Connecting a wood burning stove to a chimney flue liner: introduction
Connecting a wood burning stove to a chimney flue liner: introduction
5 mins

Infographic: what is a chimney liner and do I need one?

Infographic- what is a chimney liner and do I need one for my wood burning stove?

What is a chimney liner?

A flue liner or chimney liner is a stainless steel flexible tube that is used to line the inside of a chimney in order to provide a robust and perfectly-sized passage for the combustibles from a solid fuel appliance (e.g. wood burning or multi-fuel stove) to evacuate a property in a safe manner.

What is the difference between a flue and a chimney?

The flue is the inside passage and the chimney is the overall structure. "If the chimney is a polo mint then the flue is the hole" works well to show the difference.

Houses built before 1968 usually had chimneys constructed of brick or stone. Houses built after 1968 had to have the brick or stone chimneys lined (usually with pot, pumice or similar). This improved the draw of the chimney due to improved insulation and a smooth passage for the gases. Whatever material a flue is created from its performance and safety can be improved by the addition of a flexible stainless steel liner tube between the stove and the very top of the chimney.

Chimney draw (the suck)

"But my old open fire never had a liner and the draw was enough to suck your slippers off!"

Open fires have a lot more draw than a modern stove because they are inefficient: modern wood burning stoves are generally 80%+ efficient (less than 20% lost heat up the chimney), compared to open fire stoves which are 15-20% efficient (80-85% lost heat up the chimney). Because hot air rises open fires have a high draw.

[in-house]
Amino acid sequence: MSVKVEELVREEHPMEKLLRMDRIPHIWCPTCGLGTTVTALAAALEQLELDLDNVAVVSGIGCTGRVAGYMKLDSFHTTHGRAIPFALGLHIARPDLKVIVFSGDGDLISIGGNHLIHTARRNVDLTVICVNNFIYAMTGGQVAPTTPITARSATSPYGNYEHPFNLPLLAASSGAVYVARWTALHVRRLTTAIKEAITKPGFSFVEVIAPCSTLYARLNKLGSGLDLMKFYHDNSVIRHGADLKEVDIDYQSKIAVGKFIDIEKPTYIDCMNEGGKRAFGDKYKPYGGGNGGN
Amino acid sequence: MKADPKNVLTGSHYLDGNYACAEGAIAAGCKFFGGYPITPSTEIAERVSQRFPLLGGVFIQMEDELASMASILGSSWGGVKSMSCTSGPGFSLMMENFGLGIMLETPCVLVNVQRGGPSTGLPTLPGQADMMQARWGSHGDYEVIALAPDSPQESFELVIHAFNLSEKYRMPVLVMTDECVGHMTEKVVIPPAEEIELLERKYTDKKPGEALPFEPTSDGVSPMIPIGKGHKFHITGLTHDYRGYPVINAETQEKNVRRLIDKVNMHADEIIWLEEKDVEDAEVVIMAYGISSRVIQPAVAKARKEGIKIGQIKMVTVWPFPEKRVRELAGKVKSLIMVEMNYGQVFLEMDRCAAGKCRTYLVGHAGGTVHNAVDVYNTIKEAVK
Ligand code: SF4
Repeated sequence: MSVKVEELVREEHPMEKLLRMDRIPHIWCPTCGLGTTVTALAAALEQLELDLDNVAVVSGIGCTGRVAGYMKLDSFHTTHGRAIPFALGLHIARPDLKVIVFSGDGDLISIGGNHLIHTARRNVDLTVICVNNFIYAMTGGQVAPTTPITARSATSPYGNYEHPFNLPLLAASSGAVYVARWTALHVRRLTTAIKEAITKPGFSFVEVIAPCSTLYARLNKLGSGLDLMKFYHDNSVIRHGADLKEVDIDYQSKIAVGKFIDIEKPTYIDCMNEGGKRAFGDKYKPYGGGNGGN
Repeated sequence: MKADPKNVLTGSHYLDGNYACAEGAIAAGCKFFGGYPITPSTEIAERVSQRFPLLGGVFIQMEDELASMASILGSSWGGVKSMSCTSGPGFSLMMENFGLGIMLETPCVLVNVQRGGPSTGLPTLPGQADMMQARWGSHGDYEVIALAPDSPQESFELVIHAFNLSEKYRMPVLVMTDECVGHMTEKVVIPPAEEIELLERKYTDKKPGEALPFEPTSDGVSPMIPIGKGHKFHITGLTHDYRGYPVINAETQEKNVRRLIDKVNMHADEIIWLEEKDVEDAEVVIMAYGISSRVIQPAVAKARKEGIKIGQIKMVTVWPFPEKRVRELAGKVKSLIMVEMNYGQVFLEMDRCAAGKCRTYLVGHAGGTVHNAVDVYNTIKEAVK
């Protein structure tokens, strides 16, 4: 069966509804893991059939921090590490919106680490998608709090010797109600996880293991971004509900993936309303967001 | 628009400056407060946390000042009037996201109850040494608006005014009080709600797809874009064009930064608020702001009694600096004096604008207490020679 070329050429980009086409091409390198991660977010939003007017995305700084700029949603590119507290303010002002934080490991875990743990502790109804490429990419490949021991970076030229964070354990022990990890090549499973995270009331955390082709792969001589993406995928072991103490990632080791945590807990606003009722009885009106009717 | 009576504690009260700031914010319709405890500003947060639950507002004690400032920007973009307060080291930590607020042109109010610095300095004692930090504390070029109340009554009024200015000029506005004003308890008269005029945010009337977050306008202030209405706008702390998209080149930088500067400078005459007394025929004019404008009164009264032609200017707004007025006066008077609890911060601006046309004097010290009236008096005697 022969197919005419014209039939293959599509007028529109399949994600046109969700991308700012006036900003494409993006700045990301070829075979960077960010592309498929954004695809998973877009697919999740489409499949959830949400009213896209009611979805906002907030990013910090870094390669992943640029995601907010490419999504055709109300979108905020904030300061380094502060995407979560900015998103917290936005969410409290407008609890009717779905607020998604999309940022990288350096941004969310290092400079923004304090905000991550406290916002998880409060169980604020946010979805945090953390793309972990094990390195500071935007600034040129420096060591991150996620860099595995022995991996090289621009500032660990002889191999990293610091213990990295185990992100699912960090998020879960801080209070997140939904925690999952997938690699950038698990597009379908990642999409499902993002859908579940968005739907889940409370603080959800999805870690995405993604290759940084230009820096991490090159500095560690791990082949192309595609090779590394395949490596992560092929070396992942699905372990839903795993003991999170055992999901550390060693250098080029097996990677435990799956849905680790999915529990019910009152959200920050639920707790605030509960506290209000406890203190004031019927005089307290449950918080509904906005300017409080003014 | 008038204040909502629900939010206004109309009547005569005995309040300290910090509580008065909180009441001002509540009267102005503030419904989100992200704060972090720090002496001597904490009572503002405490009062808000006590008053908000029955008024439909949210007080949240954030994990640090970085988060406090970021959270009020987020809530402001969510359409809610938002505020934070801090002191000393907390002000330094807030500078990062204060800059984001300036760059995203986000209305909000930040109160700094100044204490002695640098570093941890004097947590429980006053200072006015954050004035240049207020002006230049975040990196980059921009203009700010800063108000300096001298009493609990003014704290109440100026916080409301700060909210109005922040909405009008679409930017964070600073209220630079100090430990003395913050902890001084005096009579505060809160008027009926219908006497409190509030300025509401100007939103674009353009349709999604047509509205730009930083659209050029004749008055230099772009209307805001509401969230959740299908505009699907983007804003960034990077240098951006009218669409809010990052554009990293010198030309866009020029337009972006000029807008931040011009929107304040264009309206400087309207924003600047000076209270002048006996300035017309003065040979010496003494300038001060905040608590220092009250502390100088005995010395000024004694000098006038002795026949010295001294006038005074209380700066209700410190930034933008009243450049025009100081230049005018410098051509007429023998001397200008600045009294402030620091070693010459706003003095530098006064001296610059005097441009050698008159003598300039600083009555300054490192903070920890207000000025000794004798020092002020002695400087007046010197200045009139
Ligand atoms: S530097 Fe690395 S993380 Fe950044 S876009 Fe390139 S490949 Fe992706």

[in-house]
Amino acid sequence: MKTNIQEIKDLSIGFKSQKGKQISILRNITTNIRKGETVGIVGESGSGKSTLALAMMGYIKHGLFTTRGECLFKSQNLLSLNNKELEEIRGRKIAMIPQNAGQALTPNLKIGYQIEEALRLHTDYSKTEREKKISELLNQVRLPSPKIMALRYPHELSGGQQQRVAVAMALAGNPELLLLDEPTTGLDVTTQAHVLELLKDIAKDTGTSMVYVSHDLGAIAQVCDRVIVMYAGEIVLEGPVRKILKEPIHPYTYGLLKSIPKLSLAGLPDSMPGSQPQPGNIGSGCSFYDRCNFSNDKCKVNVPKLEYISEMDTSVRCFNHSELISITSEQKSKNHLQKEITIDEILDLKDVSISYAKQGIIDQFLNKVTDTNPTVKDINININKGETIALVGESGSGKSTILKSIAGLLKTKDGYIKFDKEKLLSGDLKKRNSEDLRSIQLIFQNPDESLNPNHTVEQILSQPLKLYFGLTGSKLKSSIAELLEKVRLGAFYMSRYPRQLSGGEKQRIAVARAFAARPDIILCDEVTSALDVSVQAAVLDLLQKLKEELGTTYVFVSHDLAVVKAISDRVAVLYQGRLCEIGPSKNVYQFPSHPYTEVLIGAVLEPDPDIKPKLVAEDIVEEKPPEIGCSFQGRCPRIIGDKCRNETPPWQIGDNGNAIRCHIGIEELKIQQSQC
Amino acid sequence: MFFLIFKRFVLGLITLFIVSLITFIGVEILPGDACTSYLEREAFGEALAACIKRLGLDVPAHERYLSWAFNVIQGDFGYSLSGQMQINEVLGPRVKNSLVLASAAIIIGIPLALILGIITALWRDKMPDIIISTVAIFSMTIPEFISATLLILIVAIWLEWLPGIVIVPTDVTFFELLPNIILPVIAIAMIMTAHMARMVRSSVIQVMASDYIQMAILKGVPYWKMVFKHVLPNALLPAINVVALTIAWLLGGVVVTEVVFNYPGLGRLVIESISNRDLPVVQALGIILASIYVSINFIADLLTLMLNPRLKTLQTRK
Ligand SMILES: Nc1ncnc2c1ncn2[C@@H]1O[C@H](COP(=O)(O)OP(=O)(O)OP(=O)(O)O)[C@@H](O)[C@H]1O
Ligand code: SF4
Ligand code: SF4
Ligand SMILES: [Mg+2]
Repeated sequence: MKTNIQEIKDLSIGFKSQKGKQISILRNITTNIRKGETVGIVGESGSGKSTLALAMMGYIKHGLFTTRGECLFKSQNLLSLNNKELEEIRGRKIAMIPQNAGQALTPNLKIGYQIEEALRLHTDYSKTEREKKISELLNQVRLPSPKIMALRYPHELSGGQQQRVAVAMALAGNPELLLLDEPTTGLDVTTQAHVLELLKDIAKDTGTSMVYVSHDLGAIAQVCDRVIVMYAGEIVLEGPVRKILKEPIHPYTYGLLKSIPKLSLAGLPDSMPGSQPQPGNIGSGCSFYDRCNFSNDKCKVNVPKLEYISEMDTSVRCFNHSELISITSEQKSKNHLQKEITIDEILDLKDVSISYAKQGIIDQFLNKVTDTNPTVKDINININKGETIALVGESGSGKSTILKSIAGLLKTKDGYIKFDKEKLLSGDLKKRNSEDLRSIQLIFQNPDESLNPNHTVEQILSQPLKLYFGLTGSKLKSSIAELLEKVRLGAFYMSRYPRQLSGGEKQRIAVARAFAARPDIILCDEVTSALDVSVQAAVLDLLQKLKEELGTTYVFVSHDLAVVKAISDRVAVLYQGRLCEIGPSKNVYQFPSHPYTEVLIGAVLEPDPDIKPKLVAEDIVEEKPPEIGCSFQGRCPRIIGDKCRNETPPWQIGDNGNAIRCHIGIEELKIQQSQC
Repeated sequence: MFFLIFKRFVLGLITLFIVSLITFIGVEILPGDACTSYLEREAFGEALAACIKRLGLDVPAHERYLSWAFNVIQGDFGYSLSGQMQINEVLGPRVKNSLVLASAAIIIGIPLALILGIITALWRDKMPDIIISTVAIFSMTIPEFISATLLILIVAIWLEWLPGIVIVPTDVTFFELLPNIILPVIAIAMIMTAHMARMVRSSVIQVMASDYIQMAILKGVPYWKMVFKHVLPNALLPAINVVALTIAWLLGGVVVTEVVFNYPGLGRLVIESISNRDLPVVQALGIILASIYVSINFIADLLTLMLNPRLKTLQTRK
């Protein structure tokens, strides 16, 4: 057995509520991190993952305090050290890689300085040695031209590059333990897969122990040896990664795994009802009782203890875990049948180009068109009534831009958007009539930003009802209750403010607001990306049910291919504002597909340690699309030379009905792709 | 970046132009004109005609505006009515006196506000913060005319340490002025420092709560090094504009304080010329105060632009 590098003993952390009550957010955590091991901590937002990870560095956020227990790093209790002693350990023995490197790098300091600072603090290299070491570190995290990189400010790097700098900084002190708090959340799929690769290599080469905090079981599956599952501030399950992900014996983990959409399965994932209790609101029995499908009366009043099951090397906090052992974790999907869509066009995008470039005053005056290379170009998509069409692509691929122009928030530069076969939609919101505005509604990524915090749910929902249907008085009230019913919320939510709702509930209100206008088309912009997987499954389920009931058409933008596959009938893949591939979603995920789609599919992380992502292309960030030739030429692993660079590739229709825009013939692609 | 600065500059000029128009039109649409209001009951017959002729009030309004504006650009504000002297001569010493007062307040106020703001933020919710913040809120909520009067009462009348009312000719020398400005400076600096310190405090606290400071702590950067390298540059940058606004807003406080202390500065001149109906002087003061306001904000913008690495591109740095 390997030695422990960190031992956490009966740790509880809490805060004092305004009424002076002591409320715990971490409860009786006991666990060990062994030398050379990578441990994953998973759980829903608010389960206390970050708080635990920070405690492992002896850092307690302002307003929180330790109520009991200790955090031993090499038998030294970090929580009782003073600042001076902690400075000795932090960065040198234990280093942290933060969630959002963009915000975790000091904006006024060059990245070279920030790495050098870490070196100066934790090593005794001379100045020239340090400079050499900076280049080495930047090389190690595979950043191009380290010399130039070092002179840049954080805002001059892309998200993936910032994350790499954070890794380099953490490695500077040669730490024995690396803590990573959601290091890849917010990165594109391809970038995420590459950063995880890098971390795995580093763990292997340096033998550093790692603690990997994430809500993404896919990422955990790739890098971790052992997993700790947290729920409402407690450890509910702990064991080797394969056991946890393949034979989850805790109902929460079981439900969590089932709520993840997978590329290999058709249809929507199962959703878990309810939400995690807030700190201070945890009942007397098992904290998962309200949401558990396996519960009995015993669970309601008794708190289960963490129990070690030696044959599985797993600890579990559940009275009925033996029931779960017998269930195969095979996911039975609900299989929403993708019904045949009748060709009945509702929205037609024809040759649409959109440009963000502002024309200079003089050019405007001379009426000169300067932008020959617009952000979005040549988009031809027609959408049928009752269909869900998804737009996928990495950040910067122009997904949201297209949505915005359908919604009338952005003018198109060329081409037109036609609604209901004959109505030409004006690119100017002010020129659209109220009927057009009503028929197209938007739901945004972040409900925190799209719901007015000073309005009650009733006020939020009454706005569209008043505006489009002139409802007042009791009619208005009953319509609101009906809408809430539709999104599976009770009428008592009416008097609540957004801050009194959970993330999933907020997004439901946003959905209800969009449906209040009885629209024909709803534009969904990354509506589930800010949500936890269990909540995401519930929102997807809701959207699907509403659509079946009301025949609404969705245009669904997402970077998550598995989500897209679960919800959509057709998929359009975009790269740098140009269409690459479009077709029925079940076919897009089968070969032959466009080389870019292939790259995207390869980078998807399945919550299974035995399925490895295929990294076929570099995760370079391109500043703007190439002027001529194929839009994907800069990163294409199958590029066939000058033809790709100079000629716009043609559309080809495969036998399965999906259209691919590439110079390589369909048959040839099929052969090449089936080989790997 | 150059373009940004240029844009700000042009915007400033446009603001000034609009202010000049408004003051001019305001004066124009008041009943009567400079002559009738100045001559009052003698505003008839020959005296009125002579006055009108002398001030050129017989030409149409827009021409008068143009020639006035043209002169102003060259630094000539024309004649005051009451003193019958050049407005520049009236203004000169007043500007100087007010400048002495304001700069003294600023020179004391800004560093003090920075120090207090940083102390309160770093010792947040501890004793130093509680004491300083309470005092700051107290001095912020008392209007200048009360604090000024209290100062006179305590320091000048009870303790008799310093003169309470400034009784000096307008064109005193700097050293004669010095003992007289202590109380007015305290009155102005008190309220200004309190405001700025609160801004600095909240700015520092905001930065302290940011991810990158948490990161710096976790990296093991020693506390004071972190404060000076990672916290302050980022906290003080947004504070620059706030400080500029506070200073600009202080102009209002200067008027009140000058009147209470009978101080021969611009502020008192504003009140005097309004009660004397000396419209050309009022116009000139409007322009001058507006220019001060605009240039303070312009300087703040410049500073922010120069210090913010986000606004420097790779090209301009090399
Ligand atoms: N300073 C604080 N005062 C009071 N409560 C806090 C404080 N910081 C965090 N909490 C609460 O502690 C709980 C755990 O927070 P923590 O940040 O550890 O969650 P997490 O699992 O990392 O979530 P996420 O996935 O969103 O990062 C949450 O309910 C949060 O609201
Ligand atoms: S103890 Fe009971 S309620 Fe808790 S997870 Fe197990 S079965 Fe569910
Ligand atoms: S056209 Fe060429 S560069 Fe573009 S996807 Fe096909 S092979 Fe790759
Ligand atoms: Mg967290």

Still, do I really need to line my chimney?

Even though building regulations do not insist that you fit a chimney liner, it is generally recommended that you do line your chimney. Fit a chimney liner and there should be no reason for a stove not to perform as the designer intended. Highly efficient, modern solid-fuel stoves need all the help they can get in keeping that rising air nice and hot and travelling without interference from obstacles or turbulence.

316 or 904 chimney liner?

The terms 316 and 904 are grades of stainless steel with 904 being superior. For light use choose 316 grade chimney liner. For heavier use choose 904 grade chimney liner. If burning smokeless fuel always choose 904 grade. If unsure always choose 904 grade.

Consequences of not lining your chimney


If the chimney is not sound then smoke and carbon monoxide can travel into your (or next door's) property.


Hot air (smoke) rises because it is hot - cool it down and it will slow, stop or sink. Hot air does not rise well in cold chimneys, especially where heat-stealing voids or non-smooth surfaces are present as these steal heat and slow down the combustibles. A stove's performance is affected by the gases having a smooth route of passage.


These combustibles, when slowed, deposit tar and condensation both of which can damage properties; in brick/stone chimneys tar eventually bleeds through the mortar into the house, staining wall papers etc.

Smoke in room

If smoke slows down too much then the smoke behind dams up underneath and the stove burns poorly. With a poorly performing flue smoke can escape when the door is opened (to add fuel) or exit the stove via air vents designed to allow air in.

Chimney fires

Fires in liners are extremely rare and would be contained within the stainless steel tube. Modern solid-fuel stoves are very safe. The inclusion of a chimney liner and carbon-monoxide detector ensures maximum peace of mind.

Quick links on chimney liner and lining

What is chimney liner/flue liner (article)?

What is a chimney liner and do I need one (infographic)?

What can happen if I do not line my chimney?

The different ways of connecting a chimney to a stove (simple diagrams)

How to choose and measure for chimney liner (infographic)

Do I need to line my chimney?

Can I, should I, fit a 5″ chimney liner?

What grade of chimney liner? 316 or 904?

Should I insulate my chimney liner?

How to line a chimney with chimney liner

Fitting a chimney liner to a pot or cowl